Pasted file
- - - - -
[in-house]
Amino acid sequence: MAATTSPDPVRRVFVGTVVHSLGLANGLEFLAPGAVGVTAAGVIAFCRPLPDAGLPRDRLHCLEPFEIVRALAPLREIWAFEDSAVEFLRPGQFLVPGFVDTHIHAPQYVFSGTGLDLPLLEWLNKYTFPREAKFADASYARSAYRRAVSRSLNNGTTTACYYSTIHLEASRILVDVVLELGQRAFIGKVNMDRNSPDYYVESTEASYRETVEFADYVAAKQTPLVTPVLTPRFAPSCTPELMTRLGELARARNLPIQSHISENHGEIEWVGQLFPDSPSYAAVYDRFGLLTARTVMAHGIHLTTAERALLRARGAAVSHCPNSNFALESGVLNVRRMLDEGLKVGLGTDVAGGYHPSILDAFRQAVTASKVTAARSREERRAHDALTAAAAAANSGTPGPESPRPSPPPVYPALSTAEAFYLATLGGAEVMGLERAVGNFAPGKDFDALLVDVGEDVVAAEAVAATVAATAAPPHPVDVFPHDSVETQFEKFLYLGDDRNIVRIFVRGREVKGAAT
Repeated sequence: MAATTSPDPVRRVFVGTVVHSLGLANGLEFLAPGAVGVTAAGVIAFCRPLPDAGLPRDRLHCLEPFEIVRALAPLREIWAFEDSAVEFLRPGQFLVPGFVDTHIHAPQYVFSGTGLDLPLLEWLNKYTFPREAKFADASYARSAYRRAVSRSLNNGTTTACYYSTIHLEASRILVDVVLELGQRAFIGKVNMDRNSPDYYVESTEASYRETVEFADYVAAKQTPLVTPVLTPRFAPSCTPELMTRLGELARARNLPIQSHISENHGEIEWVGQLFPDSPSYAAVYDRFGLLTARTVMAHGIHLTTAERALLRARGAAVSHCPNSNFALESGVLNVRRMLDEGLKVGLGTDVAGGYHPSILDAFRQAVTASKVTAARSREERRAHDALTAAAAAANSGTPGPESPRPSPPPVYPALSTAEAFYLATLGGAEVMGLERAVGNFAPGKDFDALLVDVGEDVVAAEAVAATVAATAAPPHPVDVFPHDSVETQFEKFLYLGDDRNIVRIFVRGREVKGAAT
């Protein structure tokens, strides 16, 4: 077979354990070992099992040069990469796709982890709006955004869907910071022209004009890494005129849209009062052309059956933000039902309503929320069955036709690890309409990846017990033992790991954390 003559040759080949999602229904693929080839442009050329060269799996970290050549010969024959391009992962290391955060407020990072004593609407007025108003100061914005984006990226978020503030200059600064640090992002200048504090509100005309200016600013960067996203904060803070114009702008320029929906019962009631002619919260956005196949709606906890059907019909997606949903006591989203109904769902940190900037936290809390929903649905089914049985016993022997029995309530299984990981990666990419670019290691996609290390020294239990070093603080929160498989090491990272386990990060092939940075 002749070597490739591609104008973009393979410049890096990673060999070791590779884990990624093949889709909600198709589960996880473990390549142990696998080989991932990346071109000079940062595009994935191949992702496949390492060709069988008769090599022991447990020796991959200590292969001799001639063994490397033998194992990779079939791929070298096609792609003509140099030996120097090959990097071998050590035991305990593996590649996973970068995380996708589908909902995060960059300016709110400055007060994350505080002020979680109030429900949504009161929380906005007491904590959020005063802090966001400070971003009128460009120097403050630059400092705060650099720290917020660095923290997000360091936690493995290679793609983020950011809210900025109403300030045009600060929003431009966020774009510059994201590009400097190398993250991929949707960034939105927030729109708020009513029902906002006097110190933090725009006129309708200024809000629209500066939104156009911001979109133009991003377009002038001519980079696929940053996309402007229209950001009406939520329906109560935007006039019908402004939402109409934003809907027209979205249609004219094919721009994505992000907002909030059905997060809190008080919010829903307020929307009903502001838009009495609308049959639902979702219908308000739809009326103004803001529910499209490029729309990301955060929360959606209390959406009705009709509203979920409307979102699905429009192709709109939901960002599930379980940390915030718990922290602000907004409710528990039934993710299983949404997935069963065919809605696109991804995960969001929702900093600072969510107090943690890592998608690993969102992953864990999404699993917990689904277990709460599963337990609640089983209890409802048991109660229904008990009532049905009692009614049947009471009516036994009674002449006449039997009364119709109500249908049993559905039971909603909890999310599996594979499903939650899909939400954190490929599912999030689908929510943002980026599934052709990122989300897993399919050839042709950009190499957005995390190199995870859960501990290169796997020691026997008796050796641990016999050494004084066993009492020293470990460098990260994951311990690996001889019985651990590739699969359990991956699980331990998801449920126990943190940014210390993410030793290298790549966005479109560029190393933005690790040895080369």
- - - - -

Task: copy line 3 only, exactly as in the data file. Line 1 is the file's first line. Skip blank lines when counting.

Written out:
Repeated sequence: MAATTSPDPVRRVFVGTVVHSLGLANGLEFLAPGAVGVTAAGVIAFCRPLPDAGLPRDRLHCLEPFEIVRALAPLREIWAFEDSAVEFLRPGQFLVPGFVDTHIHAPQYVFSGTGLDLPLLEWLNKYTFPREAKFADASYARSAYRRAVSRSLNNGTTTACYYSTIHLEASRILVDVVLELGQRAFIGKVNMDRNSPDYYVESTEASYRETVEFADYVAAKQTPLVTPVLTPRFAPSCTPELMTRLGELARARNLPIQSHISENHGEIEWVGQLFPDSPSYAAVYDRFGLLTARTVMAHGIHLTTAERALLRARGAAVSHCPNSNFALESGVLNVRRMLDEGLKVGLGTDVAGGYHPSILDAFRQAVTASKVTAARSREERRAHDALTAAAAAANSGTPGPESPRPSPPPVYPALSTAEAFYLATLGGAEVMGLERAVGNFAPGKDFDALLVDVGEDVVAAEAVAATVAATAAPPHPVDVFPHDSVETQFEKFLYLGDDRNIVRIFVRGREVKGAAT